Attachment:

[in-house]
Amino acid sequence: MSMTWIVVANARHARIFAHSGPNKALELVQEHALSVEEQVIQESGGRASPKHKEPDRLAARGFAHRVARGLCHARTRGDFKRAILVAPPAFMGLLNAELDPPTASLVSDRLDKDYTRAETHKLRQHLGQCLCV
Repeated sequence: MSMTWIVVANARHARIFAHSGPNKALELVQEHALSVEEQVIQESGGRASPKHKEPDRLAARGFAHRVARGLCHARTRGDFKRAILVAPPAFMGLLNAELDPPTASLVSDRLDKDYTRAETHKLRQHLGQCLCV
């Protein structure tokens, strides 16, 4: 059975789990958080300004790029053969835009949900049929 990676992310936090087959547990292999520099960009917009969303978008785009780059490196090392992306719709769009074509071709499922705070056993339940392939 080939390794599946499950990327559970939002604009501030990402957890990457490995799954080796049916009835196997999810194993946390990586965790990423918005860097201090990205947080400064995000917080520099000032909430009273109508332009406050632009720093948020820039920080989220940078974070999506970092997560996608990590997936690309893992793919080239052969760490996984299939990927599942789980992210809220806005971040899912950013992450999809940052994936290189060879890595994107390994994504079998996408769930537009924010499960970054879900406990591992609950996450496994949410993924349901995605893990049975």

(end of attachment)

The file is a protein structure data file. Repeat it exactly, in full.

[in-house]
Amino acid sequence: MSMTWIVVANARHARIFAHSGPNKALELVQEHALSVEEQVIQESGGRASPKHKEPDRLAARGFAHRVARGLCHARTRGDFKRAILVAPPAFMGLLNAELDPPTASLVSDRLDKDYTRAETHKLRQHLGQCLCV
Repeated sequence: MSMTWIVVANARHARIFAHSGPNKALELVQEHALSVEEQVIQESGGRASPKHKEPDRLAARGFAHRVARGLCHARTRGDFKRAILVAPPAFMGLLNAELDPPTASLVSDRLDKDYTRAETHKLRQHLGQCLCV
């Protein structure tokens, strides 16, 4: 059975789990958080300004790029053969835009949900049929 990676992310936090087959547990292999520099960009917009969303978008785009780059490196090392992306719709769009074509071709499922705070056993339940392939 080939390794599946499950990327559970939002604009501030990402957890990457490995799954080796049916009835196997999810194993946390990586965790990423918005860097201090990205947080400064995000917080520099000032909430009273109508332009406050632009720093948020820039920080989220940078974070999506970092997560996608990590997936690309893992793919080239052969760490996984299939990927599942789980992210809220806005971040899912950013992450999809940052994936290189060879890595994107390994994504079998996408769930537009924010499960970054879900406990591992609950996450496994949410993924349901995605893990049975």